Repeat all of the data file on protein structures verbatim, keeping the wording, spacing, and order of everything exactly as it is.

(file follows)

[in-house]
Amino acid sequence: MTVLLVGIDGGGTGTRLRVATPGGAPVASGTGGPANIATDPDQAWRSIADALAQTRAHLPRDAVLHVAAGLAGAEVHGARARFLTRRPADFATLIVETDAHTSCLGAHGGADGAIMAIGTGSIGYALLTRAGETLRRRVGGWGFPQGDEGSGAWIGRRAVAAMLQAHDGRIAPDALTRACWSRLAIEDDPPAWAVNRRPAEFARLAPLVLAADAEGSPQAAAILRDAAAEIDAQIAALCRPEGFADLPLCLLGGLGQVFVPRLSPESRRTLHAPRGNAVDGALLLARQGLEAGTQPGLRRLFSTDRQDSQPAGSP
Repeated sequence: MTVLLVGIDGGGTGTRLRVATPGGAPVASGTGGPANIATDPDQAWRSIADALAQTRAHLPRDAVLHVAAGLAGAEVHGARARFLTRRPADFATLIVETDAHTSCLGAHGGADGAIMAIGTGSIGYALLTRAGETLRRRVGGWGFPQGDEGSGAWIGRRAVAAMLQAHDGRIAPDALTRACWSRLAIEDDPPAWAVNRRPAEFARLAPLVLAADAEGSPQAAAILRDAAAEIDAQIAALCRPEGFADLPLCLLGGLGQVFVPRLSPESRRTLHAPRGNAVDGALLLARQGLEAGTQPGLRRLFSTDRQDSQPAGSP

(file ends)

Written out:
[in-house]
Amino acid sequence: MTVLLVGIDGGGTGTRLRVATPGGAPVASGTGGPANIATDPDQAWRSIADALAQTRAHLPRDAVLHVAAGLAGAEVHGARARFLTRRPADFATLIVETDAHTSCLGAHGGADGAIMAIGTGSIGYALLTRAGETLRRRVGGWGFPQGDEGSGAWIGRRAVAAMLQAHDGRIAPDALTRACWSRLAIEDDPPAWAVNRRPAEFARLAPLVLAADAEGSPQAAAILRDAAAEIDAQIAALCRPEGFADLPLCLLGGLGQVFVPRLSPESRRTLHAPRGNAVDGALLLARQGLEAGTQPGLRRLFSTDRQDSQPAGSP
Repeated sequence: MTVLLVGIDGGGTGTRLRVATPGGAPVASGTGGPANIATDPDQAWRSIADALAQTRAHLPRDAVLHVAAGLAGAEVHGARARFLTRRPADFATLIVETDAHTSCLGAHGGADGAIMAIGTGSIGYALLTRAGETLRRRVGGWGFPQGDEGSGAWIGRRAVAAMLQAHDGRIAPDALTRACWSRLAIEDDPPAWAVNRRPAEFARLAPLVLAADAEGSPQAAAILRDAAAEIDAQIAALCRPEGFADLPLCLLGGLGQVFVPRLSPESRRTLHAPRGNAVDGALLLARQGLEAGTQPGLRRLFSTDRQDSQPAGSP